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If I had to reduce all of educational psychology to just one principle, I would say this: The most important single factor influencing learning is what the student already knows.  Ascertain this and teach him accordingly. -Ausubel, 1978

Pre-AssessmentProof Points

Asking students to explore personal beliefs, attitudes, past experiences, and current understandings is an essential precursor to effective teaching and learning.  What is already known or felt largely shapes how any individual will interact with a new learning situation.   When teachers give students the opportunity to explore their prior knowledge and beliefs and then thoughtfully look and listen at what is revealed they are gathering information for responsive instruction.  This style of teaching intentionally connects what students already know with the desired outcomes.

Approaches to investigating prior knowledge vary from time-intensive methods such as interviews and think-aloud to the quick, practical, and easy to implement strategies identified below.  Each explores pre-existing understanding from a unique perspective.  Regardless of the method used to activate and probe for prior knowledge, the important thing is that gaps in understanding and misconceptions are revealed; the two major targets of instructional planning.


Anticipation Guide (individual)
Similar to a pre-post test, this prior knowledge task asks students to agree or disagree with a series of topic related statements.  It can be repeated after an instructional sequence to identify changes in student understanding.

Card Sort
A Card Sort is a variation of the traditional matching worksheet. This Card Sort process includes the added feature of requiring participants to rank items before completing the sort. This procedure is a kinesthetic and effective way to stimulate focused student dialogue.
Card Sort Template

Carousel Brainstorm (group)
Chart papers containing statements or issues for student consideration are posted at strategic locations around the classroom. Groups of students brainstorm at one station and then rotate to the next position where they add additional comments.  When the carousel “stops” the original team prepares a summary and then presents the large group’s findings.  A Carousel Brainstorm is an active, student-centered method to generate data about a group’s collective prior knowledge of a variety of issues associated with a single topic.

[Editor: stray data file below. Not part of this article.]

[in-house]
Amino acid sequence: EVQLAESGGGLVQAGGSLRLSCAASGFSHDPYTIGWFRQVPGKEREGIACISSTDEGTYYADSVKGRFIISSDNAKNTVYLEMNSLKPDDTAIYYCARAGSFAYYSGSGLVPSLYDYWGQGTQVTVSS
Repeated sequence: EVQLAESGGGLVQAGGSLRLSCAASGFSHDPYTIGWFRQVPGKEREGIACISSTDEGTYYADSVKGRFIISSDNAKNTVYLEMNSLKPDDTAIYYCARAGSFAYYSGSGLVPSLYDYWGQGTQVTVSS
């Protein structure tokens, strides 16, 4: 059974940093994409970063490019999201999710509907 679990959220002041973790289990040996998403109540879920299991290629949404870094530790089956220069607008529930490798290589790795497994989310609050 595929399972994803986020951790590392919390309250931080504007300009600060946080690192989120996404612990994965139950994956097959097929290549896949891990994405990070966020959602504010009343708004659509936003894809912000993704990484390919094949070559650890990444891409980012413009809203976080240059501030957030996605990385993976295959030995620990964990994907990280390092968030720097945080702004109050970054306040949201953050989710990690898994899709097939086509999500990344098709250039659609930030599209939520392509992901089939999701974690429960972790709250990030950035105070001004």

This simple, quick, kinesthetic, and engaging approach generates large quantities of data about student opinions, attitudes, or understanding about an issue or topic.  If a Consensogram is later re-administered, differences between the initial and final results are indicators of how attitudes, beliefs, and knowledge have changed as a result of the intervening learning experience.

Fold Over Diagram (individual)
A strategy that enables to compare existing working definitions with more precise textbook definitions for a set of terms related to a specific topic.

Four Corners Inquiry (group)
This method requires student to express their opinions about issues using a four part rating scale ranging from strongly agree to strongly disagree.  Each corner of a classroom becomes a particular selected area where students gather to discuss the reasons for their like responses to the question that was posed.

Interview Design (group)
An Interview Design guides students to ask and answer questions and then to analyze the class’ collective findings.  The teacher creates questions and students rotate systematically so that each student responds to all questions and receives feedback about their own question. The Interview Design quickly generates large amounts of group data.

Likert Scale Builder (individual)
A well-known paper and pencil method for assessing students’ prior attitudes or beliefs about a topic using a rating scale.

Matched Pairs (individual)
This approach generates quantitative data about a student’s ideas, opinions, or understanding. A chart is employed that depicts a continuum along two polar extremes (e.g., Happy…….Sad) for a set of ideas or issues related to a topic.

Right Angle Perspective (individual)
People often confuse their beliefs and their actual knowledge of a subject.  This thinking diagram, forces a student to distinguish between what they believe and what they know.

Think-Ink-Pair-Share (individual)
One powerful way to get students to reveal what they know or believe about a topic is to begin by having them commit heir thoughts to writing.   To assess what the group knows, have students discuss their ideas in pairs, and then to share them with the large group.

Walkabout Review (group)
Similar to a Carousel Brainstorm or Gallery Walk, this student-centered and inquiry-based activity generates large amounts of information about a class’ views, beliefs, or opinions about a topic.